Balancing a checkbook, analog or digital, is a boring process. Let’s be honest. It means keeping track of receipts or logging things into your device as soon as you buy it. The latter of which I’m betting most of us forget to do.
But it’s important. Incredibly important. I had a friend dodge getting his identity stolen because he picked up a ten cent charge on his bank statement. The bank said it originated from a foreign country where they had recently seen hackers “testing” accounts before withdrawing large sums of money. They were checking to see if he was paying attention.
It’s also important because banks make mistakes. And because knowing where you money is going currently is the first step in shifting it to where you want it to go in the future.
So I’ve got some tips to make it not so mind-numbingly boring for you. Tried and true tips to make keeping track of those expenses a little more fun.
End All of Your Purchases with a Weird Number of Cents
If you’re balancing a checkbook, seeing ten $30 charges each time you buy gasoline isn’t fun to parse out. Especially if you go to the same gas station regularly. But if each time you end your transaction in a weird number of cents, it’s a lot easier to identify each receipt against what your bank says you owe. So instead of paying $30 every time you fuel up, spend $29.92, $30.58, $30.61, etc. Just make sure that you’re regularly balancing so that those odd number of cents don’t add up to push you a few dollars over budget.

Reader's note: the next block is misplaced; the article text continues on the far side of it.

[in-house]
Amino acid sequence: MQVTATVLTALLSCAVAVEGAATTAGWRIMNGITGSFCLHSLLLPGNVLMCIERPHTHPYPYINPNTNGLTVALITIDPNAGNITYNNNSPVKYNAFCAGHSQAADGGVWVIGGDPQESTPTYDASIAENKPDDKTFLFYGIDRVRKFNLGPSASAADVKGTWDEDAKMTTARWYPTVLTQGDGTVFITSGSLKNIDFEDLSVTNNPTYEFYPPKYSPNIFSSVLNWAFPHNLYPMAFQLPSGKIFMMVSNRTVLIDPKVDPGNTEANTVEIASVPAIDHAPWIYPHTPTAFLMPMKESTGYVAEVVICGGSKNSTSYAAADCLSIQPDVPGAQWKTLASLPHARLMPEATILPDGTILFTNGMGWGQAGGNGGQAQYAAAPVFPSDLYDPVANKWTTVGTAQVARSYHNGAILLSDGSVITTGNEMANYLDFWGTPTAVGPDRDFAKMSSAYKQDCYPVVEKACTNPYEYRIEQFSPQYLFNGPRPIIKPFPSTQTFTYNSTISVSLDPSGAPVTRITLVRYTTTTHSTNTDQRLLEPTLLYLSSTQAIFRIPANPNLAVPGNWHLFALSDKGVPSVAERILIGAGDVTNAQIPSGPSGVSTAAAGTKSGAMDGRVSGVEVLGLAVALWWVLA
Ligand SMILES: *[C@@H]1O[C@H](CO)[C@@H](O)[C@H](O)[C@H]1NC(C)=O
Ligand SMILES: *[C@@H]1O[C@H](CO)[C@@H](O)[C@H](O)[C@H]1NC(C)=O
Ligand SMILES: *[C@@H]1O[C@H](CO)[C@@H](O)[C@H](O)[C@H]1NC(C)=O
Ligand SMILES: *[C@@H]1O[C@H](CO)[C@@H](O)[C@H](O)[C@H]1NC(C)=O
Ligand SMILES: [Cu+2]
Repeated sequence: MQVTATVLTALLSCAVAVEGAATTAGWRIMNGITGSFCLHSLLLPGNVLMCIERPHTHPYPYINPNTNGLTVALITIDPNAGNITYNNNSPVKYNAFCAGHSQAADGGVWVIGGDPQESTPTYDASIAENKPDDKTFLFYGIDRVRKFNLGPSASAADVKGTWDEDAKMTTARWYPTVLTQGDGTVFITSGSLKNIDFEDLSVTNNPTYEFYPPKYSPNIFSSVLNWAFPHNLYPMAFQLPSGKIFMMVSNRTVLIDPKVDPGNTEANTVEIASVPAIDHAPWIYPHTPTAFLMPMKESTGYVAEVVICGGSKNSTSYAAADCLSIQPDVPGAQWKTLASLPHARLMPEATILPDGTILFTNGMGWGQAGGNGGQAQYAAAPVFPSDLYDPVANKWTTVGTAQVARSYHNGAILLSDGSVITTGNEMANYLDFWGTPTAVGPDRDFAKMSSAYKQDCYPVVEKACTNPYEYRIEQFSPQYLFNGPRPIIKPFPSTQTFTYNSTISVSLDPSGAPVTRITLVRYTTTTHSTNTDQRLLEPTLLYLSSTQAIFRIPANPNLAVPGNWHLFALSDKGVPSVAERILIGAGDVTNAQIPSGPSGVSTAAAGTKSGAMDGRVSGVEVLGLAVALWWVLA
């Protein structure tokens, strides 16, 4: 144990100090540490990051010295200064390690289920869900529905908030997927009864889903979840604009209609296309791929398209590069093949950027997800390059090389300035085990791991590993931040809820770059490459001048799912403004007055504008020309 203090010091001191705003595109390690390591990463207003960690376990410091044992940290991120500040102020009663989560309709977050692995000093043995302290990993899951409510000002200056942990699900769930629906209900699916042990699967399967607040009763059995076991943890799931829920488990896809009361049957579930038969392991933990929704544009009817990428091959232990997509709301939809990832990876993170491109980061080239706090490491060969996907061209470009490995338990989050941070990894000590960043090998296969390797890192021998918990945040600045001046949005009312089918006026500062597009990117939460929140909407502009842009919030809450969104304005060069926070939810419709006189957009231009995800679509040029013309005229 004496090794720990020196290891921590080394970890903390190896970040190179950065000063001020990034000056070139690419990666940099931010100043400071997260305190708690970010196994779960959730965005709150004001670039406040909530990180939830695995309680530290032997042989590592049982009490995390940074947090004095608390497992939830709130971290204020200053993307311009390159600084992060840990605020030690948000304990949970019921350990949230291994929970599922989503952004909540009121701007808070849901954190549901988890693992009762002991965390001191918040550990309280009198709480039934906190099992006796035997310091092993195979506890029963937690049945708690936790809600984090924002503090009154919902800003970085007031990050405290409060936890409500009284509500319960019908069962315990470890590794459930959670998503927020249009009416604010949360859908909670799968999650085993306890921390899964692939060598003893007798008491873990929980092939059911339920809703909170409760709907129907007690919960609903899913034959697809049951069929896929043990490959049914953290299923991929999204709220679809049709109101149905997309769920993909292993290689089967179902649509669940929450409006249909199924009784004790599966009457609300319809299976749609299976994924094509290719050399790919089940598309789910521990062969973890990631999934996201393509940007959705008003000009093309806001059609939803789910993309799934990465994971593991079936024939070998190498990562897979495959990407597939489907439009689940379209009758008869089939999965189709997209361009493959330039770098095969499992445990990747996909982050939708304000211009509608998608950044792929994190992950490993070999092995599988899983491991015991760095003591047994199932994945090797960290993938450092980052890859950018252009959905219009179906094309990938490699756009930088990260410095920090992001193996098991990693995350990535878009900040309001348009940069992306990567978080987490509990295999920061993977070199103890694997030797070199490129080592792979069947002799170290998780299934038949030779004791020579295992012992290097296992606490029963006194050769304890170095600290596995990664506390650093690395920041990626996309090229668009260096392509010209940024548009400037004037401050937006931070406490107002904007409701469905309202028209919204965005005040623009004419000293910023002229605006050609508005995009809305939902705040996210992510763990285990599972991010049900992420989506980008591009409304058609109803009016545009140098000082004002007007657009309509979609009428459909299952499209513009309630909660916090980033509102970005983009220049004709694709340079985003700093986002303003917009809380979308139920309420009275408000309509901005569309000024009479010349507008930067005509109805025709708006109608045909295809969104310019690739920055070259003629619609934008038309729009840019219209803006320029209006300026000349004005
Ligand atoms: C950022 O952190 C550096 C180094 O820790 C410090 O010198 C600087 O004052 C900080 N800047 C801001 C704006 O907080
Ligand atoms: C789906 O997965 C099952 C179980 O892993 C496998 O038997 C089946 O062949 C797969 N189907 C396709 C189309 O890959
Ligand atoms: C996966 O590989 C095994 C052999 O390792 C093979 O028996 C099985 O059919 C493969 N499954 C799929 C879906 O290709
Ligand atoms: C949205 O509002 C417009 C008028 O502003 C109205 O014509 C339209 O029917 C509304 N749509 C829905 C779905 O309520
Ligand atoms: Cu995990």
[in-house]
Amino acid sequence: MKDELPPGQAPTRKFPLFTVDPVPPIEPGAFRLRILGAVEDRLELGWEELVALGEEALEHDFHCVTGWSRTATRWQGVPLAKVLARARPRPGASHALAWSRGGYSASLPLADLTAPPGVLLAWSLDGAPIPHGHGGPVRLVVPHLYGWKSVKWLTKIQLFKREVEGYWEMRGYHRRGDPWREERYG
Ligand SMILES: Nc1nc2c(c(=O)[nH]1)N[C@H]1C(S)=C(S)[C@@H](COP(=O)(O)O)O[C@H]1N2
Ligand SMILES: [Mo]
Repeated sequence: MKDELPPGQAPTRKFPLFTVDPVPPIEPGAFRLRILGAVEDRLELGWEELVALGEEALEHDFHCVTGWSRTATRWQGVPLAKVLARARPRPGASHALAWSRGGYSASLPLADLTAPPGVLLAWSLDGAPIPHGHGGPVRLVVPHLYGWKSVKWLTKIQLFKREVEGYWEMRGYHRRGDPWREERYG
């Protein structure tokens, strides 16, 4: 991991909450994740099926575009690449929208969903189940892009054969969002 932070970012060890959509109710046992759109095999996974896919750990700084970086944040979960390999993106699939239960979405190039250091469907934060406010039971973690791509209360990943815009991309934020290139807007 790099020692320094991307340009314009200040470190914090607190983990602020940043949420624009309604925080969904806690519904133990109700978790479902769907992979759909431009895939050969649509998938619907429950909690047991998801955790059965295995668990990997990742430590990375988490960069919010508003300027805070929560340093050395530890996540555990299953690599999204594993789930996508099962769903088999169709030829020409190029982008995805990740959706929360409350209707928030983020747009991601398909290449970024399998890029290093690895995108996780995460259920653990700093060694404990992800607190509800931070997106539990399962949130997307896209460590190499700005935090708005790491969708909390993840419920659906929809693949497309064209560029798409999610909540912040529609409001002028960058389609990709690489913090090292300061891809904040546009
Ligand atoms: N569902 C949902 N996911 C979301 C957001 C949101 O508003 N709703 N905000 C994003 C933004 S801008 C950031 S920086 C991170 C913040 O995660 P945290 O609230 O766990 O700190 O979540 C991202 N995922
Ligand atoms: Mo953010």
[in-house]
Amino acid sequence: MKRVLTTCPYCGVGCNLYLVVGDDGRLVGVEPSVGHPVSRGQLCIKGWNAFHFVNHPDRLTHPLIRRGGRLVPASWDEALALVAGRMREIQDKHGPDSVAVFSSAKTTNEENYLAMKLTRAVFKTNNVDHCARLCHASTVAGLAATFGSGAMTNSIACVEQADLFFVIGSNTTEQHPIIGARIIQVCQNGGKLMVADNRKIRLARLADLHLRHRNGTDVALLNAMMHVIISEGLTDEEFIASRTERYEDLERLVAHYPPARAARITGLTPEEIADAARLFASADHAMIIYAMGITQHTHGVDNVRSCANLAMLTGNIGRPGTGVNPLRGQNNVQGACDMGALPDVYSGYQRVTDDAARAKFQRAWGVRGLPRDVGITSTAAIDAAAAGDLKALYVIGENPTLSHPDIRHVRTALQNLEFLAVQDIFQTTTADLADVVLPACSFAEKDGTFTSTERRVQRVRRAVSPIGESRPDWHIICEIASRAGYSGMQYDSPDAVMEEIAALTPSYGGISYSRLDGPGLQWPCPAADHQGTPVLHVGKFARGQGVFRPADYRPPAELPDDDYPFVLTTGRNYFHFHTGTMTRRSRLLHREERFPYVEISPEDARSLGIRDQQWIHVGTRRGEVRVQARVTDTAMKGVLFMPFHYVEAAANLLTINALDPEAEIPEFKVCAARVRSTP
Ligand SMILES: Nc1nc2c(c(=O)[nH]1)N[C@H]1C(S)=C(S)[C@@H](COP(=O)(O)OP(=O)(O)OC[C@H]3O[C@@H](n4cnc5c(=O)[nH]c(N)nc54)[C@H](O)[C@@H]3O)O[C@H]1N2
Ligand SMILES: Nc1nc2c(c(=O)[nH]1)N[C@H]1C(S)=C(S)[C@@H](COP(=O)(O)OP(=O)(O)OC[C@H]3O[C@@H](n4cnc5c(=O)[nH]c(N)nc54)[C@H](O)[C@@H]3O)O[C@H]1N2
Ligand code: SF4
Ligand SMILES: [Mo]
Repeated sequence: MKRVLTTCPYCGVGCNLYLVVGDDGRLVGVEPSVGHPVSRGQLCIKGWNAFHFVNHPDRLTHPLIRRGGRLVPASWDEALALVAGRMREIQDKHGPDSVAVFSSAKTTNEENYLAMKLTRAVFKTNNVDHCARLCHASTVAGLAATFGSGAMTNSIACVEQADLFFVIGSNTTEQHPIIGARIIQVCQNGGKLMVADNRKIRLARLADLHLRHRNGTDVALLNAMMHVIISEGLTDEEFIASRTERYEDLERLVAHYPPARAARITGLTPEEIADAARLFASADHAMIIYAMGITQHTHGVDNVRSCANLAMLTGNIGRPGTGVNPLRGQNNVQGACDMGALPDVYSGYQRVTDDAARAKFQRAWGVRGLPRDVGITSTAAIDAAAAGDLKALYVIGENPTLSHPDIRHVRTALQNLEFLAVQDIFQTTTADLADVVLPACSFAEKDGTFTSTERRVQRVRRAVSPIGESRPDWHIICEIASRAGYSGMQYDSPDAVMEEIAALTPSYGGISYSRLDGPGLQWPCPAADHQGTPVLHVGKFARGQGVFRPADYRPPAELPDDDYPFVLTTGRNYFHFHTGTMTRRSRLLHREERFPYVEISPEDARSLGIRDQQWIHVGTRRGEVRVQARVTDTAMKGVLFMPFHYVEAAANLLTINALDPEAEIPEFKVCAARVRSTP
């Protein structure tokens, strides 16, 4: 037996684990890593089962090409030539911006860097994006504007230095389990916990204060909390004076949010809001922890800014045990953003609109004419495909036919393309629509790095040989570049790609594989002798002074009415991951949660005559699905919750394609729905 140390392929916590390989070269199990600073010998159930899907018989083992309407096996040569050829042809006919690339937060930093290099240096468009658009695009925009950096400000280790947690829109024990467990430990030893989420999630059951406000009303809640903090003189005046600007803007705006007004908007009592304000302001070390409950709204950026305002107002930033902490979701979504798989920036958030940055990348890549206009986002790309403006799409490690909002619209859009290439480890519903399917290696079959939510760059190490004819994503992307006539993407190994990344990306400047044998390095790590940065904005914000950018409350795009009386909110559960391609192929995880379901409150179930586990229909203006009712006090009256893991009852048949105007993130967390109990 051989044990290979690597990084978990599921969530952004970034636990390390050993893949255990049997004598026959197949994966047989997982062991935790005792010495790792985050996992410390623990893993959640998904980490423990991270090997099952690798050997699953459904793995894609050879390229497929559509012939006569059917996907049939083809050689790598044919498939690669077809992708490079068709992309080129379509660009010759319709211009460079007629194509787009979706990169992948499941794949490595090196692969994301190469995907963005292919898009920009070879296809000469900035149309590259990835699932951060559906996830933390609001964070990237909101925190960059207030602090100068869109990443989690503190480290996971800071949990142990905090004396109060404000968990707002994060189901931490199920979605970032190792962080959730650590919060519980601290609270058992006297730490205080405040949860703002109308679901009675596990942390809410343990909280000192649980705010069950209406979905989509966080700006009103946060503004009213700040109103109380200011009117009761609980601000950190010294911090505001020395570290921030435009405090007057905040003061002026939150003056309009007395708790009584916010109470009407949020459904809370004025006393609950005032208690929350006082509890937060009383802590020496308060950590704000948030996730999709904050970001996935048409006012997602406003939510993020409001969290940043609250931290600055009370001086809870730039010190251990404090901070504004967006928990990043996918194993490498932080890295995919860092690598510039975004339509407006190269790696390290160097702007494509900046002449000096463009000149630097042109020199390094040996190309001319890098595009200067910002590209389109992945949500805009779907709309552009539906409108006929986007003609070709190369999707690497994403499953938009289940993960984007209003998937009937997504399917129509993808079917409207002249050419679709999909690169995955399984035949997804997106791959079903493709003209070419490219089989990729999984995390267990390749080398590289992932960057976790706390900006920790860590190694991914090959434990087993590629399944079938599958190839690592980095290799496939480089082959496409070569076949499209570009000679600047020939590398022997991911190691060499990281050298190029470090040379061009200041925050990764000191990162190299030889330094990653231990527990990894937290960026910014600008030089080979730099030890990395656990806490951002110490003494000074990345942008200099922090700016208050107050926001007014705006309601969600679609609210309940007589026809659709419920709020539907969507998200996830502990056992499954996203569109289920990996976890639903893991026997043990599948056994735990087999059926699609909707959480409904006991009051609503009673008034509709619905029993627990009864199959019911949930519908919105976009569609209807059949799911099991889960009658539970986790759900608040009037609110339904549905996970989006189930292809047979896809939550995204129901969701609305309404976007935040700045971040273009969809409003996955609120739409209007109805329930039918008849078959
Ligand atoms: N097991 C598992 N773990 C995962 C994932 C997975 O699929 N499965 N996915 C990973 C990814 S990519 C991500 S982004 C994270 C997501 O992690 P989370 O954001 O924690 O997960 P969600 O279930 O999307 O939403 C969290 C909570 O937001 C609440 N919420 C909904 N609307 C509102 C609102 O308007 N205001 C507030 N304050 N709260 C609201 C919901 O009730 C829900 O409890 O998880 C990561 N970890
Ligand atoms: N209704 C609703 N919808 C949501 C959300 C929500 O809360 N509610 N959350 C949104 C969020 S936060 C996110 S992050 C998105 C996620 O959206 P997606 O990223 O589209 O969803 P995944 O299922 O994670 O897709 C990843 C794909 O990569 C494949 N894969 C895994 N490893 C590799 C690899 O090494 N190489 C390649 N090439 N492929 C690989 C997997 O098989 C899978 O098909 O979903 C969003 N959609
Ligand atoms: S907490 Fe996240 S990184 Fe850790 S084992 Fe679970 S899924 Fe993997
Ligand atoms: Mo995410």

Use Excel to Track Your Spending Habits
I got really excited when my bank(s) started implementing spending pie charts. I had been doing it for years on Excel, and I thought I wouldn’t have to do it anymore. It’s years later, and I’m still disappointed in my bank’s system. The categories include: healthcare, travel, automotive, restaurants/entertainment, everyday spending, merchandise, and other.
What do those last three even mean? The categories are so broad, and my purchases are so often erroneously assigned to the wrong category that their pie charts tell me little to none about where my money is actually going. I budget with Excel, where I make my own budget categories, and then plug in how much we actually spend, anyways. So making a pie chart that gives me an accurate reflection of our spending habits is just a few clicks away. That way I know what we’re spending our money on everyday as opposed to inherently legitimizing a bunch of purchases into “everyday spending.”